Preventing child sexual abuse material (CSAM) offending: A review of initiatives and the evidence

Ms Alexandra Gannoni1, Dr Alexandra Voce1, Ms Sarah Napier1, Ms Hayley Boxall1

1Australian Institute of Criminology, Canberra, Australia


Child sexual abuse material (CSAM) is a significant issue associated with a range of harms to victims who experience both child sexual abuse and re-victimisation with the ongoing viewing and distribution of such material. There has been increasing interest in methods that disrupt the viewing, production and distribution of CSAM, focusing on deterring motivated individuals already engaging in these behaviours. However, there is increasing recognition of the need for interventions that attempt to disrupt emerging patterns of risky online behaviours that may escalate to CSAM offending, targeted at those who may be worried about their sexual thoughts or behaviour towards children and/or have started to attempt to access CSAM online. Examples of such initiatives available overseas include Stop It Now! in the UK, the Netherlands and the US, and Prevention Project Dunkelfeld in Germany.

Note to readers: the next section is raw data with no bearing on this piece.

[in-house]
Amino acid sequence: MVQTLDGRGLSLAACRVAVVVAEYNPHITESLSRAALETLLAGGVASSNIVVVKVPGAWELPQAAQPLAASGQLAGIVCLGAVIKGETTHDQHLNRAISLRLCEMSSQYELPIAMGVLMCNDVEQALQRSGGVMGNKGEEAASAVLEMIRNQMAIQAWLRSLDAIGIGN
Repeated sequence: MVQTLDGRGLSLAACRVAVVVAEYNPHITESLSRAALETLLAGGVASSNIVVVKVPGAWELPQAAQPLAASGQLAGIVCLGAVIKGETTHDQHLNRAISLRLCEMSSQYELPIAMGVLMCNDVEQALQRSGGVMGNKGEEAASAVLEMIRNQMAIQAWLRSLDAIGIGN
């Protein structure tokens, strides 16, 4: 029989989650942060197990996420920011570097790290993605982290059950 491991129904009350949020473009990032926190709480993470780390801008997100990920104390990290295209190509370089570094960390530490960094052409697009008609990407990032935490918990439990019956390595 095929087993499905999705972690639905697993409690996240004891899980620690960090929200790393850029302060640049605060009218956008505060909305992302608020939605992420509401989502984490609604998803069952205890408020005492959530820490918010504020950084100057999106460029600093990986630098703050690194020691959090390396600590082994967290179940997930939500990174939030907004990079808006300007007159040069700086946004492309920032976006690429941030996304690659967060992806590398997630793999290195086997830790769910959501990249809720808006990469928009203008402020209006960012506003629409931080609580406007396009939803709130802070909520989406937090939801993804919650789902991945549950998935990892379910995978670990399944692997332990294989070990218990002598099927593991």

In this paper, we first describe the range and type of prevention initiatives for CSAM offending across a wide range of organisations in Canada, Europe, New Zealand, the UK and the US. Secondly, we describe the evidence on the implementation and effectiveness available on these initiatives for preventing CSAM offending, as well as other measures of success. Information was drawn from website searches, a literature review and an international project advisory group. Findings can help inform the development and implementation of future prevention strategies.


Alexandra Gannoni is a Senior Research Analyst at the Australian Institute of Criminology. Alexandra has published on a range of issues including illicit drugs, homicide, deaths in custody, identity crime, surveillance technologies and domestic violence. She is currently working in the area of child sexual abuse material offender prevention.

Alexandra Voce joined the AIC in January 2019 and has primarily worked on the Streaming and Child Sexual Abuse Materials Research Program and Drug Use Monitoring Australia (DUMA) program. Alexandra has a Bachelor’s degree of Science in Psychology (Honours), and a research PhD on the impact of methamphetamine use on mental health. Alexandra’s research interests include substance use harms, illicit drugs markets, violent crime, mental health, and prevention of child sexual abuse and exploitation.